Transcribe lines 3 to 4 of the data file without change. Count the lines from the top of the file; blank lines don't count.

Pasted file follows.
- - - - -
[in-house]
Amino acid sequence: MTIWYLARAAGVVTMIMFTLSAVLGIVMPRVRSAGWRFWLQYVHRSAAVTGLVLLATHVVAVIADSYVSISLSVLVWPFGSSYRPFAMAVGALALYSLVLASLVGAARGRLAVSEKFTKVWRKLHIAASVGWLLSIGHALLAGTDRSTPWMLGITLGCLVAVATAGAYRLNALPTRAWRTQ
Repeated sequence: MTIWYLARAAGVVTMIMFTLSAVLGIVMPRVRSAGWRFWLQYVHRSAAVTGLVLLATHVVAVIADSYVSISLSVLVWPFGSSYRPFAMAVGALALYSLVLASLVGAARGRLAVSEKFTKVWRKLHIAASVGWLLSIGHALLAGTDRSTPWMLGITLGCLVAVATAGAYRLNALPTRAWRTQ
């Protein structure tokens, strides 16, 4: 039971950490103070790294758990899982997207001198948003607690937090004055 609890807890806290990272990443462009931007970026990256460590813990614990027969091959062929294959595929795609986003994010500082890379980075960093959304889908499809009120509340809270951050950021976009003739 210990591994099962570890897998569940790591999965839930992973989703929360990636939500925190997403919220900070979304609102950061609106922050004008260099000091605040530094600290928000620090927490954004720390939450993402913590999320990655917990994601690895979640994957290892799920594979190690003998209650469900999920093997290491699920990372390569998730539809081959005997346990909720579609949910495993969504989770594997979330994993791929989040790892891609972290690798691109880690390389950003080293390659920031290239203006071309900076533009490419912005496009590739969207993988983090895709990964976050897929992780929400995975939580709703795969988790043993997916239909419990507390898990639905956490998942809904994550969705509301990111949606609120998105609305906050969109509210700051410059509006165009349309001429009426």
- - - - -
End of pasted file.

Repeated sequence: MTIWYLARAAGVVTMIMFTLSAVLGIVMPRVRSAGWRFWLQYVHRSAAVTGLVLLATHVVAVIADSYVSISLSVLVWPFGSSYRPFAMAVGALALYSLVLASLVGAARGRLAVSEKFTKVWRKLHIAASVGWLLSIGHALLAGTDRSTPWMLGITLGCLVAVATAGAYRLNALPTRAWRTQ
């Protein structure tokens, strides 16, 4: 039971950490103070790294758990899982997207001198948003607690937090004055 609890807890806290990272990443462009931007970026990256460590813990614990027969091959062929294959595929795609986003994010500082890379980075960093959304889908499809009120509340809270951050950021976009003739 210990591994099962570890897998569940790591999965839930992973989703929360990636939500925190997403919220900070979304609102950061609106922050004008260099000091605040530094600290928000620090927490954004720390939450993402913590999320990655917990994601690895979640994957290892799920594979190690003998209650469900999920093997290491699920990372390569998730539809081959005997346990909720579609949910495993969504989770594997979330994993791929989040790892891609972290690798691109880690390389950003080293390659920031290239203006071309900076533009490419912005496009590739969207993988983090895709990964976050897929992780929400995975939580709703795969988790043993997916239909419990507390898990639905956490998942809904994550969705509301990111949606609120998105609305906050969109509210700051410059509006165009349309001429009426």